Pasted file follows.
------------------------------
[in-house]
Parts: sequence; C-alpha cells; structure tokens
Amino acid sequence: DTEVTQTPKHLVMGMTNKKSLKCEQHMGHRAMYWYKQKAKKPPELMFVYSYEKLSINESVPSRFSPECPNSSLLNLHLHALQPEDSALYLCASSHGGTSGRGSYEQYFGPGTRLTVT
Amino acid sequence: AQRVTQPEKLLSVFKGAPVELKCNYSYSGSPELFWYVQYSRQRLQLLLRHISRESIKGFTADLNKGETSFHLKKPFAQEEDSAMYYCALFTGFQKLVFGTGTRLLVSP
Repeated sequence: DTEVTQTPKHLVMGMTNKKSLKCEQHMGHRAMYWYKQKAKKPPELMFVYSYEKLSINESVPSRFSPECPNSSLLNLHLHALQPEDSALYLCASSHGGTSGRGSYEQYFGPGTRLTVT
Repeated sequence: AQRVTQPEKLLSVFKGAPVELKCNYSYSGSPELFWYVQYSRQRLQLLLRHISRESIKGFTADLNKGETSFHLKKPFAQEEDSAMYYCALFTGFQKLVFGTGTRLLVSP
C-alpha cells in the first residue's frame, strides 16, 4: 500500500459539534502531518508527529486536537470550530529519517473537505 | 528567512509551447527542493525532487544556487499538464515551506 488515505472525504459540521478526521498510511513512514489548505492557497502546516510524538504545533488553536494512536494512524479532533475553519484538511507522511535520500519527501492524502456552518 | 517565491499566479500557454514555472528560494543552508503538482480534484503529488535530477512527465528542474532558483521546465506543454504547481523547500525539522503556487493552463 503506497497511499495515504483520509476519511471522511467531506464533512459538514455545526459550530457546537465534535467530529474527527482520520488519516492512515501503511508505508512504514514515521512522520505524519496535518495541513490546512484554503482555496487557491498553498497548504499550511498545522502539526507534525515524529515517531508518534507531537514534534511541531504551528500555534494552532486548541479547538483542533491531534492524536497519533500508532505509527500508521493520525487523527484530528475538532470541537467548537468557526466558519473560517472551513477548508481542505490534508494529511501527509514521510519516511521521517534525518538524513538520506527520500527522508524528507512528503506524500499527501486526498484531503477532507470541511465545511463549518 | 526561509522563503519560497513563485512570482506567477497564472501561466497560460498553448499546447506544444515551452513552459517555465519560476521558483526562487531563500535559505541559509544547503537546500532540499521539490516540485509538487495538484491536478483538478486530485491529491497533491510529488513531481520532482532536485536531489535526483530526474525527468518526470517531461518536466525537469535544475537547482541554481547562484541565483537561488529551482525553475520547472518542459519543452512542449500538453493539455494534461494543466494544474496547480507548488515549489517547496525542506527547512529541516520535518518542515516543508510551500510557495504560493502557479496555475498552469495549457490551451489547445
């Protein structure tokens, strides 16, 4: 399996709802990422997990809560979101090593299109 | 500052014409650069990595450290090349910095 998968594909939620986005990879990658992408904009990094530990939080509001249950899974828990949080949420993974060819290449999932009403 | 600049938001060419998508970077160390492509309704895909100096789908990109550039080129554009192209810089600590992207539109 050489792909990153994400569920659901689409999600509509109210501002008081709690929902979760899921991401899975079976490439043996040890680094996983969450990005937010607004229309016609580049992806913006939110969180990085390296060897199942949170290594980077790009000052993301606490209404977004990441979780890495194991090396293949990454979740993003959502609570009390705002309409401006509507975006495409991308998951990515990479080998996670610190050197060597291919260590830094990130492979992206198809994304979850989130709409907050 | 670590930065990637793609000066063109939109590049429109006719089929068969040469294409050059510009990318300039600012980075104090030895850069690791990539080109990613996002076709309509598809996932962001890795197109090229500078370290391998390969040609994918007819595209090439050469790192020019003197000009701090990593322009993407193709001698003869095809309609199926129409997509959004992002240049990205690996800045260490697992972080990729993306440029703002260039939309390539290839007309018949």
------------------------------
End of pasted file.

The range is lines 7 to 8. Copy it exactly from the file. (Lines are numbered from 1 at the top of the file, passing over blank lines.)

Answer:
C-alpha cells in the first residue's frame, strides 16, 4: 500500500459539534502531518508527529486536537470550530529519517473537505 | 528567512509551447527542493525532487544556487499538464515551506 488515505472525504459540521478526521498510511513512514489548505492557497502546516510524538504545533488553536494512536494512524479532533475553519484538511507522511535520500519527501492524502456552518 | 517565491499566479500557454514555472528560494543552508503538482480534484503529488535530477512527465528542474532558483521546465506543454504547481523547500525539522503556487493552463 503506497497511499495515504483520509476519511471522511467531506464533512459538514455545526459550530457546537465534535467530529474527527482520520488519516492512515501503511508505508512504514514515521512522520505524519496535518495541513490546512484554503482555496487557491498553498497548504499550511498545522502539526507534525515524529515517531508518534507531537514534534511541531504551528500555534494552532486548541479547538483542533491531534492524536497519533500508532505509527500508521493520525487523527484530528475538532470541537467548537468557526466558519473560517472551513477548508481542505490534508494529511501527509514521510519516511521521517534525518538524513538520506527520500527522508524528507512528503506524500499527501486526498484531503477532507470541511465545511463549518 | 526561509522563503519560497513563485512570482506567477497564472501561466497560460498553448499546447506544444515551452513552459517555465519560476521558483526562487531563500535559505541559509544547503537546500532540499521539490516540485509538487495538484491536478483538478486530485491529491497533491510529488513531481520532482532536485536531489535526483530526474525527468518526470517531461518536466525537469535544475537547482541554481547562484541565483537561488529551482525553475520547472518542459519543452512542449500538453493539455494534461494543466494544474496547480507548488515549489517547496525542506527547512529541516520535518518542515516543508510551500510557495504560493502557479496555475498552469495549457490551451489547445
């Protein structure tokens, strides 16, 4: 399996709802990422997990809560979101090593299109 | 500052014409650069990595450290090349910095 998968594909939620986005990879990658992408904009990094530990939080509001249950899974828990949080949420993974060819290449999932009403 | 600049938001060419998508970077160390492509309704895909100096789908990109550039080129554009192209810089600590992207539109 050489792909990153994400569920659901689409999600509509109210501002008081709690929902979760899921991401899975079976490439043996040890680094996983969450990005937010607004229309016609580049992806913006939110969180990085390296060897199942949170290594980077790009000052993301606490209404977004990441979780890495194991090396293949990454979740993003959502609570009390705002309409401006509507975006495409991308998951990515990479080998996670610190050197060597291919260590830094990130492979992206198809994304979850989130709409907050 | 670590930065990637793609000066063109939109590049429109006719089929068969040469294409050059510009990318300039600012980075104090030895850069690791990539080109990613996002076709309509598809996932962001890795197109090229500078370290391998390969040609994918007819595209090439050469790192020019003197000009701090990593322009993407193709001698003869095809309609199926129409997509959004992002240049990205690996800045260490697992972080990729993306440029703002260039939309390539290839007309018949």